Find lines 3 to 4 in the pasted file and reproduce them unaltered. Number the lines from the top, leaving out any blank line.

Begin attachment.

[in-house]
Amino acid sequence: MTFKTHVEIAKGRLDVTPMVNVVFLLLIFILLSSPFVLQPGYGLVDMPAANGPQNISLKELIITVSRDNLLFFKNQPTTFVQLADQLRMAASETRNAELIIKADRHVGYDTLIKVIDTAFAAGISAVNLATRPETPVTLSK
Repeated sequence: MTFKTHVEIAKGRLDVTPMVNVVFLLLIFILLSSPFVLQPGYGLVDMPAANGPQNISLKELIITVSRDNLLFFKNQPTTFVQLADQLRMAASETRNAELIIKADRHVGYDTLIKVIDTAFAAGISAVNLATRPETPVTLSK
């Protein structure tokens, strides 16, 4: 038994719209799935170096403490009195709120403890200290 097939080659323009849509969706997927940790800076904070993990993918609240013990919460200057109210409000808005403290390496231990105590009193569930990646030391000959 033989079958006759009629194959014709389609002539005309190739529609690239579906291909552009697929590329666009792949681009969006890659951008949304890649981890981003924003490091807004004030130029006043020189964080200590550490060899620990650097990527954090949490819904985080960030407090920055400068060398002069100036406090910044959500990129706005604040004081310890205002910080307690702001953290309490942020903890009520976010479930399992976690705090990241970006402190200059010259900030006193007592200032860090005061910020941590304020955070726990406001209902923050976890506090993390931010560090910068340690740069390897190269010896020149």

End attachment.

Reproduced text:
Repeated sequence: MTFKTHVEIAKGRLDVTPMVNVVFLLLIFILLSSPFVLQPGYGLVDMPAANGPQNISLKELIITVSRDNLLFFKNQPTTFVQLADQLRMAASETRNAELIIKADRHVGYDTLIKVIDTAFAAGISAVNLATRPETPVTLSK
């Protein structure tokens, strides 16, 4: 038994719209799935170096403490009195709120403890200290 097939080659323009849509969706997927940790800076904070993990993918609240013990919460200057109210409000808005403290390496231990105590009193569930990646030391000959 033989079958006759009629194959014709389609002539005309190739529609690239579906291909552009697929590329666009792949681009969006890659951008949304890649981890981003924003490091807004004030130029006043020189964080200590550490060899620990650097990527954090949490819904985080960030407090920055400068060398002069100036406090910044959500990129706005604040004081310890205002910080307690702001953290309490942020903890009520976010479930399992976690705090990241970006402190200059010259900030006193007592200032860090005061910020941590304020955070726990406001209902923050976890506090993390931010560090910068340690740069390897190269010896020149």